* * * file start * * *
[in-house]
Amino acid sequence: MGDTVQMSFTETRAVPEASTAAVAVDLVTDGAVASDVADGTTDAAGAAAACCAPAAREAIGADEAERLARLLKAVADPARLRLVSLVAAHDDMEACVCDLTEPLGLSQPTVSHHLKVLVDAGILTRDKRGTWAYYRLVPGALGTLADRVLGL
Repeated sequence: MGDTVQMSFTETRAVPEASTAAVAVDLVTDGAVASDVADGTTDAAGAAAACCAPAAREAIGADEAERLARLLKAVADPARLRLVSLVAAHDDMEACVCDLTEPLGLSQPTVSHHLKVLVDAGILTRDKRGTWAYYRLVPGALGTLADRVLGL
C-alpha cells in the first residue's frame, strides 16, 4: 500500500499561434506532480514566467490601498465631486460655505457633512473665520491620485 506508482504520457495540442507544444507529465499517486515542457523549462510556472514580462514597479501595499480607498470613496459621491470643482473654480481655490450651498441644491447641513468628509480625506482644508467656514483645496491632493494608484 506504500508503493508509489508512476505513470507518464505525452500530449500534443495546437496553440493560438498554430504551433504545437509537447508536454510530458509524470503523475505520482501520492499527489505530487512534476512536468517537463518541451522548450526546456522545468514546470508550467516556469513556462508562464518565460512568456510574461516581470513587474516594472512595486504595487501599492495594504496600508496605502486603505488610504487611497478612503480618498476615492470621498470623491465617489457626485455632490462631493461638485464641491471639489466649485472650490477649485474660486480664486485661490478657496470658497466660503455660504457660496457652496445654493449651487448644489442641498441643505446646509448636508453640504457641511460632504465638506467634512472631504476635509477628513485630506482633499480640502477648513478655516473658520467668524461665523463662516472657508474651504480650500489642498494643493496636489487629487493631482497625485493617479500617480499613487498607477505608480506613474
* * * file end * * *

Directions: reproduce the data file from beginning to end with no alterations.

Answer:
[in-house]
Amino acid sequence: MGDTVQMSFTETRAVPEASTAAVAVDLVTDGAVASDVADGTTDAAGAAAACCAPAAREAIGADEAERLARLLKAVADPARLRLVSLVAAHDDMEACVCDLTEPLGLSQPTVSHHLKVLVDAGILTRDKRGTWAYYRLVPGALGTLADRVLGL
Repeated sequence: MGDTVQMSFTETRAVPEASTAAVAVDLVTDGAVASDVADGTTDAAGAAAACCAPAAREAIGADEAERLARLLKAVADPARLRLVSLVAAHDDMEACVCDLTEPLGLSQPTVSHHLKVLVDAGILTRDKRGTWAYYRLVPGALGTLADRVLGL
C-alpha cells in the first residue's frame, strides 16, 4: 500500500499561434506532480514566467490601498465631486460655505457633512473665520491620485 506508482504520457495540442507544444507529465499517486515542457523549462510556472514580462514597479501595499480607498470613496459621491470643482473654480481655490450651498441644491447641513468628509480625506482644508467656514483645496491632493494608484 506504500508503493508509489508512476505513470507518464505525452500530449500534443495546437496553440493560438498554430504551433504545437509537447508536454510530458509524470503523475505520482501520492499527489505530487512534476512536468517537463518541451522548450526546456522545468514546470508550467516556469513556462508562464518565460512568456510574461516581470513587474516594472512595486504595487501599492495594504496600508496605502486603505488610504487611497478612503480618498476615492470621498470623491465617489457626485455632490462631493461638485464641491471639489466649485472650490477649485474660486480664486485661490478657496470658497466660503455660504457660496457652496445654493449651487448644489442641498441643505446646509448636508453640504457641511460632504465638506467634512472631504476635509477628513485630506482633499480640502477648513478655516473658520467668524461665523463662516472657508474651504480650500489642498494643493496636489487629487493631482497625485493617479500617480499613487498607477505608480506613474